Book review: Shadow boxing in Af-Pak

Directorate S
The C.I.A. and America’s Secret Wars in Afghanistan and Pakistan, 2001-2016 
Steve Coll
Penguin Random House
757 pages, Rs 1,907 

US President Donald Trump’s New Year tweet about Pakistan’s double dealing embodied a decade-and-a-half of US frustrations. The question for many is why it took so long when what underwrote Pakistan’s policy postures was so self-evident, even as the US’s longest-ever military conflict continued without direction.

There can be no better place to find the answer then Steve Coll’s Directorate S. The title is borrowed from the term used by US diplomats and intelligence officers to describe those units in the ISI that focus on covert operations and support to the Taliban, terrorists, and Kashmiri insurgent. But, as a full reading of this book brings out and India’s own interface with Pakistan has long confirmed, looking only at the ISI leads to the futile search for rogue elements or a state within a state. In Pakistan, a national security mindset is what underwrites policy and strategy. How US spies, military officers, diplomats and politicians interfaced with and assessed, sought to or win over or neutralise its multiple layers, contradictions and paranoia from 2001 to 2015 is the story told in this book. 

Mr Coll is well equipped to write this story. Directorate S is a continuation of his much acclaimed Ghost Wars which told the story of these same players from 1979, with the Soviet invasion of Afghanistan till the Al-Qaeda strikes of 9/11. We have in this new book, too, a combination of excellent journalism and reportage mixed with just the right dose of scholarship and history tutorials. 

In Mr Coll’s telling, post 9/11 America’s principal goal was to destroy Al-Qaeda, and it went into Afghanistan because it felt it had no alternative. Its fight was not for “cynical gain” but was “informed by illusions” nevertheless. None of these was more powerful than the nature of the US presence — was it a humanitarian or a security mission? Mr Coll does not seek to simplify the complexities of this argument: Counterterrorism, Afghanistan’s instability and its massive under-development cannot be separated easily.

In the circumstances, the war became “a humbling case study in the limits of American power”. There were other policy decisions that confounded this situation, none more than the invasion of Iraq in 2003. The US and Western hubris is a large part of the story in this book. But the other equal part is the sullen, brooding presence of the ISI and the Pakistani military. For Mr Coll “the failure to solve the riddle of the ISI and to stop its covert interference in Afghanistan became, ultimately, the greatest strategic failure of the American war”.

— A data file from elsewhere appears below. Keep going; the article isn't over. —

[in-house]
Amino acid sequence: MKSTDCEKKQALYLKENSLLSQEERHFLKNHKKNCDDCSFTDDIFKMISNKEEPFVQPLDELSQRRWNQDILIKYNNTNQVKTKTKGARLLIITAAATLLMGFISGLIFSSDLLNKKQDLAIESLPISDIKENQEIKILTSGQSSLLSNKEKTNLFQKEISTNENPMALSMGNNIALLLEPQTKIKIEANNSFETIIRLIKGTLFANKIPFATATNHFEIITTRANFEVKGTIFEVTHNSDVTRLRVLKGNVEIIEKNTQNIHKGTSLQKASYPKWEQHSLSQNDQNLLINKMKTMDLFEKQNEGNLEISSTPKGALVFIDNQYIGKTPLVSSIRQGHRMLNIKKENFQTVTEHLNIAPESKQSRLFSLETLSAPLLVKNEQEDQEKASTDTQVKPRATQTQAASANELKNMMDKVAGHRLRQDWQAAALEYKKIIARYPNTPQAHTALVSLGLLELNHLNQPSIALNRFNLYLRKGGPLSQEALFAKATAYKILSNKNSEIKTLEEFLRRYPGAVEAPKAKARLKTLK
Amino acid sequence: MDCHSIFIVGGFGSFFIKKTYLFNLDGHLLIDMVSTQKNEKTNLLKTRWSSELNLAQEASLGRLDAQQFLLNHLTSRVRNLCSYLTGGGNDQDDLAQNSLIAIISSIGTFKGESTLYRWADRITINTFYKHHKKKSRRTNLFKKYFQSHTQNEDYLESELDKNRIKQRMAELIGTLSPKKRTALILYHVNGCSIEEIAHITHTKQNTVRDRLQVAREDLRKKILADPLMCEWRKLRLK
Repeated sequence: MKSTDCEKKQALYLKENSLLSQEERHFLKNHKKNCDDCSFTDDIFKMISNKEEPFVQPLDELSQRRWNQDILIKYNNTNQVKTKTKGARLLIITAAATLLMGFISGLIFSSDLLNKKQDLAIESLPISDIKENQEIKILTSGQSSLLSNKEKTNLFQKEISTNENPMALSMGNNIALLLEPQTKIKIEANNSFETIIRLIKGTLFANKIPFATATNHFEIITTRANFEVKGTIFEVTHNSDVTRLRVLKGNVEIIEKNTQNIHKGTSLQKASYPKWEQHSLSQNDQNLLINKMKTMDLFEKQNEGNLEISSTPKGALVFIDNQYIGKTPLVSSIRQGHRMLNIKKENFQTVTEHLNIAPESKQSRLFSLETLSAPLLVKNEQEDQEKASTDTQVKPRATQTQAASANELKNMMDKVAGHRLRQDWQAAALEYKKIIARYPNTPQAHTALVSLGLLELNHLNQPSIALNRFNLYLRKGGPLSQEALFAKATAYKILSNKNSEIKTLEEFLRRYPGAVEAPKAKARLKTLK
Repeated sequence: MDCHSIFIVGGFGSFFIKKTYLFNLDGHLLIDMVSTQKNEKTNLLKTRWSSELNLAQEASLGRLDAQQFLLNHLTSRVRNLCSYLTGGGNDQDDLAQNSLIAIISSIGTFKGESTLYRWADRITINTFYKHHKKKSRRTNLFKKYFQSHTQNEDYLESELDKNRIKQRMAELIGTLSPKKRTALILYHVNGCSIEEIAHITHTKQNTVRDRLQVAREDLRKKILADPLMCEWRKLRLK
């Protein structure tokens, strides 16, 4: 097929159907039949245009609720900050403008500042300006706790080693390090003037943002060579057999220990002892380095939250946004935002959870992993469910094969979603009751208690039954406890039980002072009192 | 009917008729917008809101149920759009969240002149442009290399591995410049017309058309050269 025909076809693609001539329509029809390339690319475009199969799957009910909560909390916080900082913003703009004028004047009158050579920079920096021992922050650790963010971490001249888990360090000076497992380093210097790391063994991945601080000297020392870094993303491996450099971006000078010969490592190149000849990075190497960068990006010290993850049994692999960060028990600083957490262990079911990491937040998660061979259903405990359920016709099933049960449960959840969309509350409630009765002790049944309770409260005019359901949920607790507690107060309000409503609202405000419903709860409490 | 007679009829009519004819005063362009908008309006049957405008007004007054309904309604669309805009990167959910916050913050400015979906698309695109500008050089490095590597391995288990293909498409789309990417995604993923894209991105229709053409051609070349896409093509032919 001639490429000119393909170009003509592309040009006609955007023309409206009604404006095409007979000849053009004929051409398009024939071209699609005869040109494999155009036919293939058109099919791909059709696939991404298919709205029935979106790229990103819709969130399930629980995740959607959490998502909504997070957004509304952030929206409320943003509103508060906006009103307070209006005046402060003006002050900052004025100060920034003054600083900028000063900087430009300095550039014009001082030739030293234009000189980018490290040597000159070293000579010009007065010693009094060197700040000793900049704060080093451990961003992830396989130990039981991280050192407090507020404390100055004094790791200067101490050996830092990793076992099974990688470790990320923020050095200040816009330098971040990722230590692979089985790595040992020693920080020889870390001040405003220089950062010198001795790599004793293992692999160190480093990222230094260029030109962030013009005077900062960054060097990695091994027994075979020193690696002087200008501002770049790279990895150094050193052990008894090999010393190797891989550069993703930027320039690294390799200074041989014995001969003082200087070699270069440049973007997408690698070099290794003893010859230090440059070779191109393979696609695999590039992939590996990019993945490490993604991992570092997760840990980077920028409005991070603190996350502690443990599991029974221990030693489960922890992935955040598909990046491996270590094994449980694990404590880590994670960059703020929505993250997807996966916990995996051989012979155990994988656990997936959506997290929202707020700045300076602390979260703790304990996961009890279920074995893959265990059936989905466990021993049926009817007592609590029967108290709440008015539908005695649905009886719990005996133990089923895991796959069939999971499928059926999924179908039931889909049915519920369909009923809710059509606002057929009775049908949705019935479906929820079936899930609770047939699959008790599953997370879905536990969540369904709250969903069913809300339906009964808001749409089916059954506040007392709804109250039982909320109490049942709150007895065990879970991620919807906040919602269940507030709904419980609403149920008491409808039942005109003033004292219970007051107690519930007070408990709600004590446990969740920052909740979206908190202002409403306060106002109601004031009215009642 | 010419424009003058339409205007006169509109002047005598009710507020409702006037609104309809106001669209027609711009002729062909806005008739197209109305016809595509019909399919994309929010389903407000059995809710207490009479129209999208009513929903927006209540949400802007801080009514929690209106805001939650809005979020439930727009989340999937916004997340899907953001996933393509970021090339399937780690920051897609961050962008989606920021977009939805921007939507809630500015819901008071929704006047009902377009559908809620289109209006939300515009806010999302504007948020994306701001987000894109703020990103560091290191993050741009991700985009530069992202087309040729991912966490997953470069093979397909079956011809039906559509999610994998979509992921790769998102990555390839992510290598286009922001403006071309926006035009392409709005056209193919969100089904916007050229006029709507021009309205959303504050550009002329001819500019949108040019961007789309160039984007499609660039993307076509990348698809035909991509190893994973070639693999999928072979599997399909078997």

But with Pakistan, too, conflicting sets of requirements presented themselves to US policymakers from the start. As the US prepared to attack the Taliban regime post 9/11, present in its calculations was the “nightmare scenario” that Vice-President Dick Cheney warned was the war spilling over into Pakistan and the potential loss of its nuclear arsenal to extremists. There were other US interests, too — reducing tensions with India, controlling its nuclear weapons and so on. How were these interests to be progressed if too much pressure was put on the ISI? 

As the war progressed, many US assessments about Pakistan became increasingly cynical as evidence accumulated of the ISI’s links with the Taliban and other extremists but there was also the inability to break out of the “default American approach” of “engagement” and “hope for change”. Was the ISI and the Pakistani state complicit or inefficient as it broke commitment after commitment? As Pakistan failed to prevent massive terrorist attacks on itself, this debate raged in the US government at multiple levels from one administration to the next.

Inevitably, India figures largely in this narrative as many Pakistanis saw the post-9/11 world as having two principal axes — a strong Indian presence in Afghanistan with deep ingress into the Afghan intelligence and military and a growing US-India alliance exemplified by the civil nuclear agreement of 2006. Both these reinforced Pakistani doubts about what it was doing as a US ally in the first place. The attacks on the Indian Embassy in Kabul and later on Mumbai in November 2008 were to many in the departing Bush administration “the last straw in a seven-year long journey from counterterrorism partnership to disillusionment”. If the next administration did not start from a clean slate and inherited much of this cynicism, nevertheless the CIA-ISI liaison was “like a bitter marriage that neither party had the will to break”.

This story is not new and its milestones well documented. What makes Mr Coll’s treatment distinctive is the detail he puts in to fill in the larger picture and the insight he provides into US policymaking and its evaluation of Pakistan policymakers and policies. The mindset issue looms large as he recounts how successive US officials failed to convince the ISI “that it did not need the Taliban to influence Afghanistan and it did not need militant Islamists in Kashmir to pressure India”. 

Towards the end of his book President Barack Obama is quoted in December 2014 as saying, “The longest war in American history is coming to a responsible conclusion.” This, of course, was not to be and the new terrain of US-Pakistan relations in 2018 remains an open question. The great value of this book is that it enables us to make a more informed guess about the discussions taking place in Washington about how much pressure can effectively be put on Pakistan today.
The reviewer is a former Indian High Commissioner to Pakistan

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